It is not entirely clear what the purpose of the casual comment on the solution to the Israeli-Palestinian problem made by US President Donald Trump during his press conference with Israeli Premier Benjamin Netanyahu was.
When commenting about the form that any “ultimate deal” would look like, he said he did not care whether it would be two states or one state as long as both parties agreed to the solution.
Up until now, Trump has not spoken or met with any Palestinian official, so the comment may have been geared more to what Israelis can live with, rather than what Palestinians aspire to.
Universally, the two-state solution represents what successive US administrations and UN resolutions have talked about: an independent contiguous Palestinian state roughly on the pre-1967 border alongside the state of Israel.
The idea will require some land swaps and creative solutions for the Jerusalem quandary and for how to connect the West Bank and Gaza, and an agreed solution to the Palestinian refugee problem.
The two-state solution is also the bedrock of the 2002 Arab Peace Initiative that Israel rejected without the Israeli public even discussing it.
The one-state solution, however, is an unknown idea.
Progressive Palestinians and a tiny Israeli minority would like to see Palestinians and Israelis live in a single country with equal rights.
But this is hardly what the Zionists want and it is certainly not how Jewish settlers, now the single biggest political force in the Israeli government, see things.
They see the one-state solution as one in which Israel selectively annexes the West Bank land to Israel without giving equal rights to the Palestinian majority.
This road leads to a legislative apartheid.
A de facto apartheid has existed for years, but this would make the discriminatory policy made infamous in South Africa and turned into a war crime by international treaties into a de jure reality.
Palestinians, as well as the two countries that have peace treaties with Israel, Egypt and Jordan, immediately rejected the unclear one-state idea and insisted that the only solution is two states.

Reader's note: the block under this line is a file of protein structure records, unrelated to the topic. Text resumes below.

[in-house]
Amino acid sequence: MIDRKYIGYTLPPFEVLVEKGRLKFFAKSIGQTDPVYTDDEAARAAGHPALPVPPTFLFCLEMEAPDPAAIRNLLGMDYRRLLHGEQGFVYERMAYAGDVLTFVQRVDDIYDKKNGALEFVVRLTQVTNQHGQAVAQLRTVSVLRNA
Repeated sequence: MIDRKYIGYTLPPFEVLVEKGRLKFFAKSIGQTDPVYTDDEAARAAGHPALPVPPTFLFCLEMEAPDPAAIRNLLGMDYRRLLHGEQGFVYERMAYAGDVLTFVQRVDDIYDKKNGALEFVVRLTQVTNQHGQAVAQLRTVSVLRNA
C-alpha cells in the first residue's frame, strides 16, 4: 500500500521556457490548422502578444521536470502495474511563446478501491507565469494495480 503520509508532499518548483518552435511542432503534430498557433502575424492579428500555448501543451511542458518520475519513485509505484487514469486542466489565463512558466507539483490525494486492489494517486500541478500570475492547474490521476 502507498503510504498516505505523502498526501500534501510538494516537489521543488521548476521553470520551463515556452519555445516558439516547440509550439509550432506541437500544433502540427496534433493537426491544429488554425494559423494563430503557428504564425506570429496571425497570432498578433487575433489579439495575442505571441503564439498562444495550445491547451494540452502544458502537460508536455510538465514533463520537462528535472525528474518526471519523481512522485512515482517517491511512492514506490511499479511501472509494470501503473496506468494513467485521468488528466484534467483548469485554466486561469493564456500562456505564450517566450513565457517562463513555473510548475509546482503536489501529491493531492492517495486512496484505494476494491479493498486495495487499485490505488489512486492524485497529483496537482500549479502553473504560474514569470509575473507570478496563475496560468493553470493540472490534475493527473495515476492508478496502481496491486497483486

Israelis also seem to realise that rejecting the two-state solution will not bode well in the long term for advocates of a national homeland for Jews.
Early Zionists had said they wanted a state as Jewish as France is French and Britain is British.
While it is sometimes helpful to shake up a dormant process, the problem in adding a new unknown to the political mix is that it could lead to even more delays and procrastinations.
When the Likud prime minister Yitzhak Shamir was pushed to go to the 1991 Madrid peace conference, he told Israelis he will not make any concessions, that he will negotiate for 10 years without giving up anything.
Another Israeli government, led by Yitzhak Rabin, reached some deal with the PLO two years later, but Shamir’s words became the Palestinians’ nightmare.
Not only has Israel “negotiated” without giving up land for decades, but the number of illegal Jewish settlers in the occupied Palestinian territories has more than tripled in the meantime.
The Trump idea of throwing a political grenade to shake up the peace talks could easily mean even longer procrastination as everyone debates what is meant by the one-state solution, while Jewish settlers and settlements increase.
It is true that Trump called on the Israeli prime minister to slow down on settlement expansion for a little while, but it is unclear whether the Israelis will heed his call.
While the region tries to read the tea leaves coming out of the Washington meeting, the idea that America will accept whatever solution the conflicting parties will agree to sounds logical, but is totally impractical.
Successive US administrations have said that they cannot want peace more than the parties, but such idea played into the hands of the powerful Israeli occupiers.
By resorting to unidentified final results of talks, the US is giving Israel green light to continue dragging talks forever without an end in sight.
Peace talks require a framework and accepted references. They also require respecting the two parties without any attempts to delegitimise one party or show blatant bias in favour of another.
If the US is uninterested or unwilling to help the parties by insisting on a basis for peace talks, it should step aside and allow a more honest peace broker to help the parties reach the coveted solution.
Whatever the results of the talks will be, it is important that they include an end to the inadmissible Israeli military occupation and the illegal settlement enterprise.